The Traveller's Guide to the Astral Plane
by Steve Richards
Today I'm reviewing The Traveller's Guide to the Astral Plane: The secret realms beyond the body and how to reach them by Steve Richards. The book is copyright 1983.
I know I've said this before, but this book is unlike every other astral projection book in the genre. What makes it unique is that it tells OBE narratives, but from a wide variety of sources across time and many cultures. In fact, it doesn't get any wider scope than this. It draws information about astral projection from modern-era to ancient sources like:
- Robert Monroe
- Melita Denning and Osbourne Phillips
- Cornelius Agrippa
- Eliphas Levi
- Golden Dawn (MacGregor Mathers)
- Israel Regardie
- Theosophy (Blavatsky, Powell, etc)
- Rosicrucians (AMORC)
- The Yoga Sutras of Patanjali (which he calls "the most complete manual of occult technique ever written." (pg. 80)--Meh, I read it a long time ago and wasn't impressed. Maybe I need to re-read it though.)
- And other more obscure sources, all the way back to the ancient Greeks like Herodotus and Plato.
At the end of the book are no less than three appendices covering the most ancient NDE (near-death experience) narratives from ancient Greek times from Plato and Plutarch. One of these is the oldest known historical mention of the famous Silver Cord.
Right from the start, it's self-evident that Richards has studied astral projection a great deal, probably for many years, although he doesn't admit to having any experiences of his own.
Chapter 2, "Are the Experiences Real?," discusses what criteria should be used to assess it:
"The projector must make his presence felt by some naive observer at a distant place, or else he must return from his trip with some knowledge that he could not have acquired except by psychic means. Either of these conditions is considered sufficient to establish veridicality. If neither is met, the experience is a fantasy." (pg. 28)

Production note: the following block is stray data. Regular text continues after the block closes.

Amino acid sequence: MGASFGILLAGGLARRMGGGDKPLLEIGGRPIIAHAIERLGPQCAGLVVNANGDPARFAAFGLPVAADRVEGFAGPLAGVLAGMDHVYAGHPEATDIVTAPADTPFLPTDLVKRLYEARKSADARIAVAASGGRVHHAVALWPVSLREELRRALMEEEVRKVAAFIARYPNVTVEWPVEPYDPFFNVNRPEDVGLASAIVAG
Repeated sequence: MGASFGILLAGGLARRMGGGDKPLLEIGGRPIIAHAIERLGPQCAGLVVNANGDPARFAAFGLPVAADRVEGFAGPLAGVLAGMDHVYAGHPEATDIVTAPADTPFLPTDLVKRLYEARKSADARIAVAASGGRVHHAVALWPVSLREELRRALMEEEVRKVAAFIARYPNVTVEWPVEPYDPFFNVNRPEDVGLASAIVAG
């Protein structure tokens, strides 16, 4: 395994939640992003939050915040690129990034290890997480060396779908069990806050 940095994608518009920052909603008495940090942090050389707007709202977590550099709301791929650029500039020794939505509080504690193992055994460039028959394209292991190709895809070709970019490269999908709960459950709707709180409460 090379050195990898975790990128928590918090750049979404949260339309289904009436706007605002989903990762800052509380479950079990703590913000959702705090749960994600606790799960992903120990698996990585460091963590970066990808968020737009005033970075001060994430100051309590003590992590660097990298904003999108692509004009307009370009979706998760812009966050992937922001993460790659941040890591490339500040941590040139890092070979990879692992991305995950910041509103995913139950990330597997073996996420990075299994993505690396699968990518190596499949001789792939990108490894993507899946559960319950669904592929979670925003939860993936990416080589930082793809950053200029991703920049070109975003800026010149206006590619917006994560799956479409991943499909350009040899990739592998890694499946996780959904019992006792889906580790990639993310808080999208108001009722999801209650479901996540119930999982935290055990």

You know how I love a good OBE narrative, and Richards the gives lots of them, mostly taken from published literature, and they're very interesting indeed. Not from contemporary OBE authors like most of the books I've reviewed, but older sources. Like a narrative from famous philosopher Immanuel Kant.
Chapter 3 is titled "Swedenborg" because it focuses on the life and reputation of the famous 1740s mystic Emmanuel Swedenborg, who was the subject of some of Kant's writing. For many years I've thought I should study Swedenborg, but haven't gotten around to it. Richards' narratives make me want to study him more.
Chapter 4 is titled "Astral Sex." Yep, there's a whole chapter dedicated to the subject, and yep, it has several narratives. It talks about encounters with incubus and succubus, and more. He ends the chapter with words from Robert Monroe:
"Compared to the astral experience, he [Monroe] says, physical sex is a mere shadow." (pg. 49)
Chapter 5, "The Kama Loca" is about astral shells (think astral bodies that were discarded after death, but still manage to keep haunting the living), simulacra, and reincarnation, particularly the reincarnation story of a particular Japanese boy.
Chapter 6, "The World of Boundless Light" is about "heaven-experiences" in NDEs and the lore surrounding heaven. In other words, how "heaven" compares in various spiritual traditions: Christian, Hindu, Theosophy, etc.